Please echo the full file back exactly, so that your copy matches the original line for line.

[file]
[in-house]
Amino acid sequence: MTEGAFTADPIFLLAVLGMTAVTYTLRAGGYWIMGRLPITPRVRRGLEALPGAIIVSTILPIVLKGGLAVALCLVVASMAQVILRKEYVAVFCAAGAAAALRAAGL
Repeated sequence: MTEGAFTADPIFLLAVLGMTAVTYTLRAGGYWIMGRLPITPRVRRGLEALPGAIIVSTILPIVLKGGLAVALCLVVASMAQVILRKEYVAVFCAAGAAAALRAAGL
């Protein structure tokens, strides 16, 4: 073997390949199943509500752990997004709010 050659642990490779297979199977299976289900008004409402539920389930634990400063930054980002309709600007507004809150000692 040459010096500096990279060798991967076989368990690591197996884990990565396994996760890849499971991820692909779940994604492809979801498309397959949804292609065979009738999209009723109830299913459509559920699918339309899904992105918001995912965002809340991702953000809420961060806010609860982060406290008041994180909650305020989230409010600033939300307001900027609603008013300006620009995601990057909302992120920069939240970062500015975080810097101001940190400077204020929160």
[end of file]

[in-house]
Amino acid sequence: MTEGAFTADPIFLLAVLGMTAVTYTLRAGGYWIMGRLPITPRVRRGLEALPGAIIVSTILPIVLKGGLAVALCLVVASMAQVILRKEYVAVFCAAGAAAALRAAGL
Repeated sequence: MTEGAFTADPIFLLAVLGMTAVTYTLRAGGYWIMGRLPITPRVRRGLEALPGAIIVSTILPIVLKGGLAVALCLVVASMAQVILRKEYVAVFCAAGAAAALRAAGL
């Protein structure tokens, strides 16, 4: 073997390949199943509500752990997004709010 050659642990490779297979199977299976289900008004409402539920389930634990400063930054980002309709600007507004809150000692 040459010096500096990279060798991967076989368990690591197996884990990565396994996760890849499971991820692909779940994604492809979801498309397959949804292609065979009738999209009723109830299913459509559920699918339309899904992105918001995912965002809340991702953000809420961060806010609860982060406290008041994180909650305020989230409010600033939300307001900027609603008013300006620009995601990057909302992120920069939240970062500015975080810097101001940190400077204020929160």